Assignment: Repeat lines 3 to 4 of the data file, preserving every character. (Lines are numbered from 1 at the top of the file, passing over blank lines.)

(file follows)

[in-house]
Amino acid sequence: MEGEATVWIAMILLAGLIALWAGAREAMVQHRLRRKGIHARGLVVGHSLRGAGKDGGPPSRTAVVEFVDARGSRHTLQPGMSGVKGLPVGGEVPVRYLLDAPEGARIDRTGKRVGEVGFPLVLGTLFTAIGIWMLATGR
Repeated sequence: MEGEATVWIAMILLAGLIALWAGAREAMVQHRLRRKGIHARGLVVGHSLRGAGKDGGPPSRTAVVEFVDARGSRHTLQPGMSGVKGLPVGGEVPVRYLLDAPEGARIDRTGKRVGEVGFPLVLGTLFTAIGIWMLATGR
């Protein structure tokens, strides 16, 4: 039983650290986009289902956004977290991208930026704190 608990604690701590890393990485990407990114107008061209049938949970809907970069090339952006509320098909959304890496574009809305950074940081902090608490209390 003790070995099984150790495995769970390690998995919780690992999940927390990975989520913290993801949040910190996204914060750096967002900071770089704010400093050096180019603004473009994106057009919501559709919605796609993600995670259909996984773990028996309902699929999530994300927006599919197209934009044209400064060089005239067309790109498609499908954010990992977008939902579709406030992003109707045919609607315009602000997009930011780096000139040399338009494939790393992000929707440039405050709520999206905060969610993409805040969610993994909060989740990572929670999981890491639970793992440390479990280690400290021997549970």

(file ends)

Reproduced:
Repeated sequence: MEGEATVWIAMILLAGLIALWAGAREAMVQHRLRRKGIHARGLVVGHSLRGAGKDGGPPSRTAVVEFVDARGSRHTLQPGMSGVKGLPVGGEVPVRYLLDAPEGARIDRTGKRVGEVGFPLVLGTLFTAIGIWMLATGR
């Protein structure tokens, strides 16, 4: 039983650290986009289902956004977290991208930026704190 608990604690701590890393990485990407990114107008061209049938949970809907970069090339952006509320098909959304890496574009809305950074940081902090608490209390 003790070995099984150790495995769970390690998995919780690992999940927390990975989520913290993801949040910190996204914060750096967002900071770089704010400093050096180019603004473009994106057009919501559709919605796609993600995670259909996984773990028996309902699929999530994300927006599919197209934009044209400064060089005239067309790109498609499908954010990992977008939902579709406030992003109707045919609607315009602000997009930011780096000139040399338009494939790393992000929707440039405050709520999206905060969610993409805040969610993994909060989740990572929670999981890491639970793992440390479990280690400290021997549970």